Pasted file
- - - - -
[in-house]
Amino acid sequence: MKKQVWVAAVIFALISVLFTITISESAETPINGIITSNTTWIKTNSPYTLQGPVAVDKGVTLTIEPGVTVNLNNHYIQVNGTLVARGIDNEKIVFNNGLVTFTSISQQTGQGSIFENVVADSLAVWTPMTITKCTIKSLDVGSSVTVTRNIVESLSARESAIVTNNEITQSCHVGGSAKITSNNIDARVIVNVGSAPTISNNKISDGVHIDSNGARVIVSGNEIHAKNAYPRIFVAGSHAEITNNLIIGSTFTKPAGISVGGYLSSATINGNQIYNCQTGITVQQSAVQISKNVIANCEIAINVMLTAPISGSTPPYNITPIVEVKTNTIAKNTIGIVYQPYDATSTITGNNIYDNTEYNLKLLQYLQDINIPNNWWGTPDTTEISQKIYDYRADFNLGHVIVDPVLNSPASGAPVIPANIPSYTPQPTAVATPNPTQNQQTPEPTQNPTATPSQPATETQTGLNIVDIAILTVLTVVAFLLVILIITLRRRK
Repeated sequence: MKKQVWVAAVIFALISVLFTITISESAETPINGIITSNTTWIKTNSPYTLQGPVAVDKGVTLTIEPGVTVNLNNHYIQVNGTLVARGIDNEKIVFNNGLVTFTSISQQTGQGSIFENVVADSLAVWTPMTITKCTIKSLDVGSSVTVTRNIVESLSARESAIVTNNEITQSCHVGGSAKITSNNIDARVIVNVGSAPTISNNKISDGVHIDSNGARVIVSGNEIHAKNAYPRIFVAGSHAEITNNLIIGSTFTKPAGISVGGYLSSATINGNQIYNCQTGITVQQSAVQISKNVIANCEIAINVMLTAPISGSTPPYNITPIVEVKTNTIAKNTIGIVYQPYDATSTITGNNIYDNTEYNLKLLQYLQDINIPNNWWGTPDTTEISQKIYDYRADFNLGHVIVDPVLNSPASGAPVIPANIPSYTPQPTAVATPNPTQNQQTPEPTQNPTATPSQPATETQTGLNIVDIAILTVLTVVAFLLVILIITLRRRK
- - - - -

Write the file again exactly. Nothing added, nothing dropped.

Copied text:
[in-house]
Amino acid sequence: MKKQVWVAAVIFALISVLFTITISESAETPINGIITSNTTWIKTNSPYTLQGPVAVDKGVTLTIEPGVTVNLNNHYIQVNGTLVARGIDNEKIVFNNGLVTFTSISQQTGQGSIFENVVADSLAVWTPMTITKCTIKSLDVGSSVTVTRNIVESLSARESAIVTNNEITQSCHVGGSAKITSNNIDARVIVNVGSAPTISNNKISDGVHIDSNGARVIVSGNEIHAKNAYPRIFVAGSHAEITNNLIIGSTFTKPAGISVGGYLSSATINGNQIYNCQTGITVQQSAVQISKNVIANCEIAINVMLTAPISGSTPPYNITPIVEVKTNTIAKNTIGIVYQPYDATSTITGNNIYDNTEYNLKLLQYLQDINIPNNWWGTPDTTEISQKIYDYRADFNLGHVIVDPVLNSPASGAPVIPANIPSYTPQPTAVATPNPTQNQQTPEPTQNPTATPSQPATETQTGLNIVDIAILTVLTVVAFLLVILIITLRRRK
Repeated sequence: MKKQVWVAAVIFALISVLFTITISESAETPINGIITSNTTWIKTNSPYTLQGPVAVDKGVTLTIEPGVTVNLNNHYIQVNGTLVARGIDNEKIVFNNGLVTFTSISQQTGQGSIFENVVADSLAVWTPMTITKCTIKSLDVGSSVTVTRNIVESLSARESAIVTNNEITQSCHVGGSAKITSNNIDARVIVNVGSAPTISNNKISDGVHIDSNGARVIVSGNEIHAKNAYPRIFVAGSHAEITNNLIIGSTFTKPAGISVGGYLSSATINGNQIYNCQTGITVQQSAVQISKNVIANCEIAINVMLTAPISGSTPPYNITPIVEVKTNTIAKNTIGIVYQPYDATSTITGNNIYDNTEYNLKLLQYLQDINIPNNWWGTPDTTEISQKIYDYRADFNLGHVIVDPVLNSPASGAPVIPANIPSYTPQPTAVATPNPTQNQQTPEPTQNPTATPSQPATETQTGLNIVDIAILTVLTVVAFLLVILIITLRRRK